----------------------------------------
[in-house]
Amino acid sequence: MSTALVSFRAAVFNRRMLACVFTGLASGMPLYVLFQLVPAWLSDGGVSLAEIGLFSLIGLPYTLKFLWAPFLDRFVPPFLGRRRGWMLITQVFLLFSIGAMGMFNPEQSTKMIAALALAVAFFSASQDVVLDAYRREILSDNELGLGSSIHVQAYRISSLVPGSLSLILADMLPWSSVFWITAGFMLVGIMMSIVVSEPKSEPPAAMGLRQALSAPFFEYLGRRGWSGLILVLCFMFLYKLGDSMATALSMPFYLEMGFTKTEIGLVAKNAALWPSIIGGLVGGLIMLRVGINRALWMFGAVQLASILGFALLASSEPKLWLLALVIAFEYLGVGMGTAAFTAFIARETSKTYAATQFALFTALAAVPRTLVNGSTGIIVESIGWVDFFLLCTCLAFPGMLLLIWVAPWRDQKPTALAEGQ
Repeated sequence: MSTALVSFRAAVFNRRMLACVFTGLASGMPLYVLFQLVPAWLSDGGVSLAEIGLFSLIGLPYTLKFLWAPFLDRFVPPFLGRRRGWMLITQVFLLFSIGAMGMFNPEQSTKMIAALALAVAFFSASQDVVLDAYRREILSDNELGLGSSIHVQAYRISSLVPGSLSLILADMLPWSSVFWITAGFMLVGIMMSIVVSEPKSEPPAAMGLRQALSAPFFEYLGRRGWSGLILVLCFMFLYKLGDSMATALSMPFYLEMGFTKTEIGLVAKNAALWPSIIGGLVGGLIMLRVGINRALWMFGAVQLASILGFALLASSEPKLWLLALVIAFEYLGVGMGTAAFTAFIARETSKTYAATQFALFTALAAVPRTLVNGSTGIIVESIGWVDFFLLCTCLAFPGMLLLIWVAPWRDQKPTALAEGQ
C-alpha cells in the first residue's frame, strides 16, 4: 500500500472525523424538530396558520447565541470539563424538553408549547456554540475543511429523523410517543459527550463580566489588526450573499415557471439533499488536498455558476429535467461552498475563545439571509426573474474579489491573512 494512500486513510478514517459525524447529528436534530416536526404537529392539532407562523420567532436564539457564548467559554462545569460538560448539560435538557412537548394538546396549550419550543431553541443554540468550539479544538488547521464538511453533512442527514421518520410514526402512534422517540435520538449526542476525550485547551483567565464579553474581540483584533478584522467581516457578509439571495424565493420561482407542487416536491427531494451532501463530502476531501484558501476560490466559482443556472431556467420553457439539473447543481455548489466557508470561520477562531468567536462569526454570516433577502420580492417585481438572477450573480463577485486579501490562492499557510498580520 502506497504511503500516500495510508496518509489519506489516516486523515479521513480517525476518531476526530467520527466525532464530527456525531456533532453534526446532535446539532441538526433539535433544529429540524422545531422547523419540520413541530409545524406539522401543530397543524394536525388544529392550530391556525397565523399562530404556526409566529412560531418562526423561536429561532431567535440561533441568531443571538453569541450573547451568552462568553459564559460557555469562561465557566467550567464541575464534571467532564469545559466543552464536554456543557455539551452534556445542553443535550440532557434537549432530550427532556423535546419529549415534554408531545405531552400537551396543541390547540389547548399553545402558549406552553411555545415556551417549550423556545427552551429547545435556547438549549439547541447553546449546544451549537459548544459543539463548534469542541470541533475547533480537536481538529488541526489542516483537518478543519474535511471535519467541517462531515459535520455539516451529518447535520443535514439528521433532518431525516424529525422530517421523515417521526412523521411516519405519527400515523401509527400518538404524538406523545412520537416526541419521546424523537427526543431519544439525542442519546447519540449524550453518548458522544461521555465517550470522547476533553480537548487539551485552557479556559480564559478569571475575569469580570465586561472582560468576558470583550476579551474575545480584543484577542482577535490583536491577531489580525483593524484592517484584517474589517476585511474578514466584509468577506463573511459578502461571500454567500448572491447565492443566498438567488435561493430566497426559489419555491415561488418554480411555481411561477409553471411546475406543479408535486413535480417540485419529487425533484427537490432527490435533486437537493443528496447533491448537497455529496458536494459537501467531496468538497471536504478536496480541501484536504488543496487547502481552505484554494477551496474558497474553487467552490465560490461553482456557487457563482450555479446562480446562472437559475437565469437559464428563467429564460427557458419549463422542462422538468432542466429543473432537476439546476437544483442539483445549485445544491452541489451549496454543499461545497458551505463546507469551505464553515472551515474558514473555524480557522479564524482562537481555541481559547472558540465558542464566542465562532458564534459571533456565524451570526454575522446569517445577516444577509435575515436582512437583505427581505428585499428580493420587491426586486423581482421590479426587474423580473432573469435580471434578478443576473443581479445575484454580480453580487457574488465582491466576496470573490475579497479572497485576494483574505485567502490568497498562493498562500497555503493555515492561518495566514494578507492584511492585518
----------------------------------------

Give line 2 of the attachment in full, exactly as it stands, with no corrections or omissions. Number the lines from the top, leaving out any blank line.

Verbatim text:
Amino acid sequence: MSTALVSFRAAVFNRRMLACVFTGLASGMPLYVLFQLVPAWLSDGGVSLAEIGLFSLIGLPYTLKFLWAPFLDRFVPPFLGRRRGWMLITQVFLLFSIGAMGMFNPEQSTKMIAALALAVAFFSASQDVVLDAYRREILSDNELGLGSSIHVQAYRISSLVPGSLSLILADMLPWSSVFWITAGFMLVGIMMSIVVSEPKSEPPAAMGLRQALSAPFFEYLGRRGWSGLILVLCFMFLYKLGDSMATALSMPFYLEMGFTKTEIGLVAKNAALWPSIIGGLVGGLIMLRVGINRALWMFGAVQLASILGFALLASSEPKLWLLALVIAFEYLGVGMGTAAFTAFIARETSKTYAATQFALFTALAAVPRTLVNGSTGIIVESIGWVDFFLLCTCLAFPGMLLLIWVAPWRDQKPTALAEGQ